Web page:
Since the election I’ve always felt a bit sorry for the LibDems. They didn’t actually deserve to lose 49 of their MPs, to only be left with eight. OK, I did take a little vicarious pleasure in the electoral demise of one or two of their number, I admit. However, I do think a third (or in their case fourth) party is necessary in our political system. They performed a role, which whatever its frustrations was, at times, valuable.

Since their electoral demise you’d think they’d be happy to get any sort of attention. Yes, but at a price it seems. They’ve now hit on the novel idea of charging publishers to do booksignings at their party conference. Pay them £500 and they will graciously allow your authors to sign their books. An interesting form of licensed extortion. So this is how it will work – a publisher will give the conference bookshop 55-60% discount on the cover price of the book and then have to pay £500 on top. Given all the other costs involved in the publishing process, unless a booksigning results in unexpectedly massive sales then the publisher will almost certainly make a loss. Given that I ran the bookshop at the LibDem conference for five years I know that if you sell 20 copies at a booksigning you’re doing well. Of all the different party members, I can tell you that LibDems are the most illiterate. They’re not bookbuyers. A book that would sell 100 copies at a Labour conference would sell 30 at the LibDems – and that was in the days when their conference actually mattered. So this particular publisher has told them what they can do with their demands for £500. No doubt other bigger, richer publishers will bow down and pay over the money. Well, shame on them.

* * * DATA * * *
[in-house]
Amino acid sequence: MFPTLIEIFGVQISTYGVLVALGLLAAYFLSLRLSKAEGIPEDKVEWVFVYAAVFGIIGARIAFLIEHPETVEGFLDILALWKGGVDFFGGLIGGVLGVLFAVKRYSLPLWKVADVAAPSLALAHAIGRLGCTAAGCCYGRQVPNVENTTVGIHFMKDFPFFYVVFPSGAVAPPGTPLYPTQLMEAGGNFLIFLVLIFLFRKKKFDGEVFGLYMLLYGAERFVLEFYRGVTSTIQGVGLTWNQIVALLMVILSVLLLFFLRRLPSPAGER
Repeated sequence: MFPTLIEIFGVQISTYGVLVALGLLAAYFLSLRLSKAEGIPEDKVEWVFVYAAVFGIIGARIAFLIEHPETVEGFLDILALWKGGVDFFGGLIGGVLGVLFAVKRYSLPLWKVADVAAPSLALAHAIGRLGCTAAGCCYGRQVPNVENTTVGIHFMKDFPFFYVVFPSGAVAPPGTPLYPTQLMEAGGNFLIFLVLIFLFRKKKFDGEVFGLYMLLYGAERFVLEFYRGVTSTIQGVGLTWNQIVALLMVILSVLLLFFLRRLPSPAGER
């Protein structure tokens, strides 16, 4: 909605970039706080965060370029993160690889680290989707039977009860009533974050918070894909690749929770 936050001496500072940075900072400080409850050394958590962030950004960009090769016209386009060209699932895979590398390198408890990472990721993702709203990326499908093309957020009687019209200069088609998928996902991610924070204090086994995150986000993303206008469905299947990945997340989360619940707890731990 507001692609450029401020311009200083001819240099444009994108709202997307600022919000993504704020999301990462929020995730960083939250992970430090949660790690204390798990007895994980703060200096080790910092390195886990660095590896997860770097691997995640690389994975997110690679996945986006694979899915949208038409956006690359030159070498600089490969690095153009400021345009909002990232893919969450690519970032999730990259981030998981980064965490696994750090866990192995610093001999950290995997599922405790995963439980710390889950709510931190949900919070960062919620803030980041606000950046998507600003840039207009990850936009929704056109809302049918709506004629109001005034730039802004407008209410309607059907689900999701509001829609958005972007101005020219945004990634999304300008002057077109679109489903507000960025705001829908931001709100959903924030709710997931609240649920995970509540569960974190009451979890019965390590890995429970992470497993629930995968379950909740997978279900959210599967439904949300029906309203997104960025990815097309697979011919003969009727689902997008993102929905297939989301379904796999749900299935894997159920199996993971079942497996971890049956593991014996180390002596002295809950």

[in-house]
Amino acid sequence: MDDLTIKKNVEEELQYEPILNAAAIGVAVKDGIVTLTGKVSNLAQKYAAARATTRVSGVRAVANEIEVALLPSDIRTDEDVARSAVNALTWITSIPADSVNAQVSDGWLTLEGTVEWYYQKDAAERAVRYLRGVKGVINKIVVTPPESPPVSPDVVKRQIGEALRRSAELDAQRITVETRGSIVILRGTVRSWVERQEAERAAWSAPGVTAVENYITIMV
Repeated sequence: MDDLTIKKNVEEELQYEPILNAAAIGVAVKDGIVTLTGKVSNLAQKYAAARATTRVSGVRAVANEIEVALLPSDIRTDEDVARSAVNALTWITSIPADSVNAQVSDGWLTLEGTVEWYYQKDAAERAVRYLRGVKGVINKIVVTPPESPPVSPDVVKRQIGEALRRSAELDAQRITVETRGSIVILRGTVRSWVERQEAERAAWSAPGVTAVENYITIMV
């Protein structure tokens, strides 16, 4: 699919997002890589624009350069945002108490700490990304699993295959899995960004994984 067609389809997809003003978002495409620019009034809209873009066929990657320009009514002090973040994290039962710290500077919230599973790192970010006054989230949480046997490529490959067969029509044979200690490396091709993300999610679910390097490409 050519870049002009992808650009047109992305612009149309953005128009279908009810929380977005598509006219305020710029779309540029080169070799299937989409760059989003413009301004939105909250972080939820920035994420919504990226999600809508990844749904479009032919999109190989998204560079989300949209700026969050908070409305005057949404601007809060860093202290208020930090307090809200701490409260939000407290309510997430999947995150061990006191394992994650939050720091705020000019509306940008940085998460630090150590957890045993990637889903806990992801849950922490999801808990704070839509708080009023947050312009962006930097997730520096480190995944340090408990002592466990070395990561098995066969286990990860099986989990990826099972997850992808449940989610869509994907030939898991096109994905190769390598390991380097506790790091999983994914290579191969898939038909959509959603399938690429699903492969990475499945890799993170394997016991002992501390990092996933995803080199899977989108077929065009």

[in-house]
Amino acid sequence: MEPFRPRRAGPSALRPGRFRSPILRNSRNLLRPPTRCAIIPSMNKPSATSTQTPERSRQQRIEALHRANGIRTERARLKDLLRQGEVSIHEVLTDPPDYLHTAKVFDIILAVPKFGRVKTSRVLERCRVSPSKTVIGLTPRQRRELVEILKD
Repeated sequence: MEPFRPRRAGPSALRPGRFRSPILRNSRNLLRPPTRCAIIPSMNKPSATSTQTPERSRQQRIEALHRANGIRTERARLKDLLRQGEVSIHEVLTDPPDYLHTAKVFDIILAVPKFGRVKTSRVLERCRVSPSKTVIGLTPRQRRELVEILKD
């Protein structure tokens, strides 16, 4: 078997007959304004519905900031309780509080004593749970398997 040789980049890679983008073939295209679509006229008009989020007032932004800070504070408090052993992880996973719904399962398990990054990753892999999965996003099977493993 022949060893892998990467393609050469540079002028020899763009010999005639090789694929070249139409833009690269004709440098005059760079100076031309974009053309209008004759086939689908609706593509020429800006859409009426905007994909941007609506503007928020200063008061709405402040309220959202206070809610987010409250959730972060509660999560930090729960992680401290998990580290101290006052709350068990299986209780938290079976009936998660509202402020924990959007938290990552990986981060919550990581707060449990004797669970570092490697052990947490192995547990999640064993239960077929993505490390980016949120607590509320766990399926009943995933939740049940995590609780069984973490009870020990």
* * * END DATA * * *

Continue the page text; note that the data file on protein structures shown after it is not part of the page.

Mind you, the LibDems do have an eye for a bargain. I well remember the beardy LibDem delegate who asked for a discount on a 50p postcard. He was told in no uncertain terms to go back to his constituency and … well, you can guess the rest.